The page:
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Going Full-Time Pro miniFAQ

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Going Full-Time Pro miniFAQ

Postby Charlie Schultz » Wed Dec 28, 2011 10:51 am

Many people come to the MIMForum with a big dream but little or no experience in woodworking, instrument building, or business; and with very unrealistic expectations. We wrote this FAQ to help you think through some of the issues of becoming a full-time professional builder. Much of what we offer below may sound discouraging because we're waving a caution flag. The gap between the dream of being a full-time pro and the reality of supporting yourself through instrument building is a very large one. We'd like to point out just how large this chasm is before you quit your day-job and sell off all your earthly possessions in pursuit of your dream.

Q. What is the MOST important factor to consider if I want to become a full-time professional?
A. You are going into BUSINESS, and there is absolutely no romance in running a business. One of the biggest impediments to success as a full-time self-employed instrument maker is not becoming a builder, plenty of people get that right and build perfectly serviceable instruments. But if you don't know how to budget both your money and your time, if you don't know how to locate and sell to your target market, it won't matter how successful you are as a builder. A failed business is a failed business regardless of the quality of the product. Anyone with good business skills can sell crap. The best product will remain on the shelf without the proper marketing tools.

Q. OK, I get it, you're telling me not to just jump in with both feet and hope for the best. So what is the best way to go into business as a full-time pro?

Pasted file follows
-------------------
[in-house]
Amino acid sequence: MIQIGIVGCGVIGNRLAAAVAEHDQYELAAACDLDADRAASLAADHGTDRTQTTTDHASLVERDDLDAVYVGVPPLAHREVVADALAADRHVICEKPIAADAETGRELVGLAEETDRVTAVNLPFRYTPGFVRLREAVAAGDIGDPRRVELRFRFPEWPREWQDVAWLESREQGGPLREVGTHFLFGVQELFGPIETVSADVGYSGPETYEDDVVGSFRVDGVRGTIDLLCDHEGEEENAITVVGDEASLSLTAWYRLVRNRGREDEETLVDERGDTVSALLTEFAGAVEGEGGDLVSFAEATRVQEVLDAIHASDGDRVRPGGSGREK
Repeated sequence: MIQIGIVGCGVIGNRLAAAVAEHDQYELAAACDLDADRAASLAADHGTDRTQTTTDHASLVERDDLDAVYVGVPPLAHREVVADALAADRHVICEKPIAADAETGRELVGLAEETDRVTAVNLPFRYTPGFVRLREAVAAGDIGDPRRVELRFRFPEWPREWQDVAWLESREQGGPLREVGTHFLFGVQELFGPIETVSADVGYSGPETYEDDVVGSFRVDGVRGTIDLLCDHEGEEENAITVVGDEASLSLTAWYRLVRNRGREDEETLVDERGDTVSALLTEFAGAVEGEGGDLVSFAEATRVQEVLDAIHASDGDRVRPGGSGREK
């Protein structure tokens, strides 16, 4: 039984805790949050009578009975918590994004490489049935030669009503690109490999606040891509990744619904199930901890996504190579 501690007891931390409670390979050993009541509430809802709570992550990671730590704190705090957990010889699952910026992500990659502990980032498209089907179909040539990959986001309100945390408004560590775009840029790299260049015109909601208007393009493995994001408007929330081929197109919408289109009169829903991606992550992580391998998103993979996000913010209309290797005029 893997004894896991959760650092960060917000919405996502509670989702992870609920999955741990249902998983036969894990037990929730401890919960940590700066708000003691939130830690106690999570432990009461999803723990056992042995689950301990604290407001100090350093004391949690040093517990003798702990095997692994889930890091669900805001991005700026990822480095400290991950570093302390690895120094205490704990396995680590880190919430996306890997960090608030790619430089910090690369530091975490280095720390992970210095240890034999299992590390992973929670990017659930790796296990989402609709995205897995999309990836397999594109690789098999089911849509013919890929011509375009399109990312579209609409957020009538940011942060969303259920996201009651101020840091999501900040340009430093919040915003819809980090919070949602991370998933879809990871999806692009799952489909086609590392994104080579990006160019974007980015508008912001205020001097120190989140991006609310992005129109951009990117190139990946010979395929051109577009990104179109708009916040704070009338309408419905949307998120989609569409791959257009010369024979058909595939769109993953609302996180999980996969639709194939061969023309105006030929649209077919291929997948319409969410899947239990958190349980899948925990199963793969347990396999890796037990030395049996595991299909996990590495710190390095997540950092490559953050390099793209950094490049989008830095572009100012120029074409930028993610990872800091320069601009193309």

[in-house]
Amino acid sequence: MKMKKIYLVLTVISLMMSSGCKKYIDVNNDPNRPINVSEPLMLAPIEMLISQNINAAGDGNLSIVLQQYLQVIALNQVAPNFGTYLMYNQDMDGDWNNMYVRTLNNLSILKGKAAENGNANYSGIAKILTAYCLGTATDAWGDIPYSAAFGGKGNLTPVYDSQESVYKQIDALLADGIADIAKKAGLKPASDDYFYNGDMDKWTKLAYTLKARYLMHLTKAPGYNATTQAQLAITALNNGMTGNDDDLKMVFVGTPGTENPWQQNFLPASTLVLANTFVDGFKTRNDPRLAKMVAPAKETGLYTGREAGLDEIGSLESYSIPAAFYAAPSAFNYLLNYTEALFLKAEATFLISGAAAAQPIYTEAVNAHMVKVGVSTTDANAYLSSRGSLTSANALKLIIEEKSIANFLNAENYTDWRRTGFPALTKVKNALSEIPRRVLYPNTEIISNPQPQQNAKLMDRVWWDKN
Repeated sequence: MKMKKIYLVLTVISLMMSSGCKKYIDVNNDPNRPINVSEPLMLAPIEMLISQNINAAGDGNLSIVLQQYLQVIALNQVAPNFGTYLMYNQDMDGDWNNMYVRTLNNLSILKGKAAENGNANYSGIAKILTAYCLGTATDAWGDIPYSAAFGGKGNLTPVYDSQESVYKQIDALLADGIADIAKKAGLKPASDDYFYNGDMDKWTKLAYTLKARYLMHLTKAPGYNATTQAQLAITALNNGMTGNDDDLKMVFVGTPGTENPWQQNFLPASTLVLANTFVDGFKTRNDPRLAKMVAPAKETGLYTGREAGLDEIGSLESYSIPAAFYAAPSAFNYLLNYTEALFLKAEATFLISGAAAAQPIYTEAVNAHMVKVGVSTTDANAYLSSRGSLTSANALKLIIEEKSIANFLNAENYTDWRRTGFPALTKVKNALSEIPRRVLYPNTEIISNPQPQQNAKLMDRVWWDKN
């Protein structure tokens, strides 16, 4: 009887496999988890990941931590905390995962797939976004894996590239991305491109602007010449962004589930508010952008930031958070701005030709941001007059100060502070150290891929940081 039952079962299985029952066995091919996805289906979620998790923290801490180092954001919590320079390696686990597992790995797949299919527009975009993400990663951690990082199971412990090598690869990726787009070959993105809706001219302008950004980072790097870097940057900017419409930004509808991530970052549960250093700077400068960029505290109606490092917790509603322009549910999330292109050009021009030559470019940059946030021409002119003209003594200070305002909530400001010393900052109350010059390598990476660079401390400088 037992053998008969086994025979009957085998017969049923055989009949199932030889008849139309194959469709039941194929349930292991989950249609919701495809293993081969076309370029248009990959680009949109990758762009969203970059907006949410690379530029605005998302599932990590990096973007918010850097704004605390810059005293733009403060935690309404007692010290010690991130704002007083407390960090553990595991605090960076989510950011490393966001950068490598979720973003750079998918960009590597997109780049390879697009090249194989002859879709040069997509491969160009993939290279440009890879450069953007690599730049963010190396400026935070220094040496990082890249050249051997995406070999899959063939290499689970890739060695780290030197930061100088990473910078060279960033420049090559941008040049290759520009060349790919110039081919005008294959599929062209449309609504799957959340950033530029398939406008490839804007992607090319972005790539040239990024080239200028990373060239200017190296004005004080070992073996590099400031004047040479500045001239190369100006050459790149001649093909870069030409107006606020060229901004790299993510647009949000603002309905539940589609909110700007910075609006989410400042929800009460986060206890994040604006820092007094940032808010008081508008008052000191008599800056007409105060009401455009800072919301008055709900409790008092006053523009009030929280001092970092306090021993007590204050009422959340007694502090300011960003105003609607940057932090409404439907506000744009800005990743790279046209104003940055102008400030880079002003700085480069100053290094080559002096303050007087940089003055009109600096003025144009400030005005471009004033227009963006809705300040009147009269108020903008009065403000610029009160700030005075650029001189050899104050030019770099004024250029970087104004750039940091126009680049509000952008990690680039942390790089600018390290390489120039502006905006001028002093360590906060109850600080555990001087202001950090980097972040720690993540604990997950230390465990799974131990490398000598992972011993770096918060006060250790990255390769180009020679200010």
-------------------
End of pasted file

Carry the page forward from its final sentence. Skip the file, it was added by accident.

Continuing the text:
A. Slowly. Don't quit your day job - we mean that very seriously. Don't buy a shop's-worth of tools before you know what you need. Don't hang out a shingle until you can build instruments the quality of which won't hurt your reputation down the road. Get plenty of experience as a hobbyist and see if you like building enough to do it full time, and most likely for less than you're making now. Maybe a whole lot less. You may well find that being a weekend-warrior in your shop is plenty pleasing enough. You may find that what you want to build is not what other people want to buy. You may find that you don't really enjoy building. You may find that, no matter how much you charge, you'll never be able to make enough to live "in the style to which you've become accustomed." Or to which your significant other has. Keep in mind as well what's in your future. Starving in your one-person shop in your youth may be just fine, but what if you plan to get married and have kids some day? Will your projected income support a family? Send your kids to college?

Q. I want to make a lot of money by selling my guitars. What are my odds?
A. We'd all like that, but in reality the odds of that are about as good as your odds of winning the lottery. If money is your only motivation for wanting to do this, you're setting yourself up for failure right off the bat. Most builders are not wealthy people.

Q. Should I attend a school to learn instrument building?
A. Schools teach instrument building skills. The acquisition of these skills is never a bad thing but you'll need to weigh the cost of the schooling against the savings of acquiring these same skills on your own. One thing most of these schools and courses will not teach are the business skills you'll need. Don't expect to come out of any school with the guarantee of a profession you'll enjoy, regardless of what they may claim.

Q. Will getting a job at a guitar factory be useful in advancing my career as a guitar builder?
A. Probably not. Guitar factories are assembly-line productions, and many of the tools and techniques they use are well out of reach of the small shop. You'll be a cog, not an artisan. You may learn to do one operation well, but you're unlikely to come out of the experience with much training that will be truly useful to a luthier in a one-person shop, and you certainly won't come out with a well-rounded building education.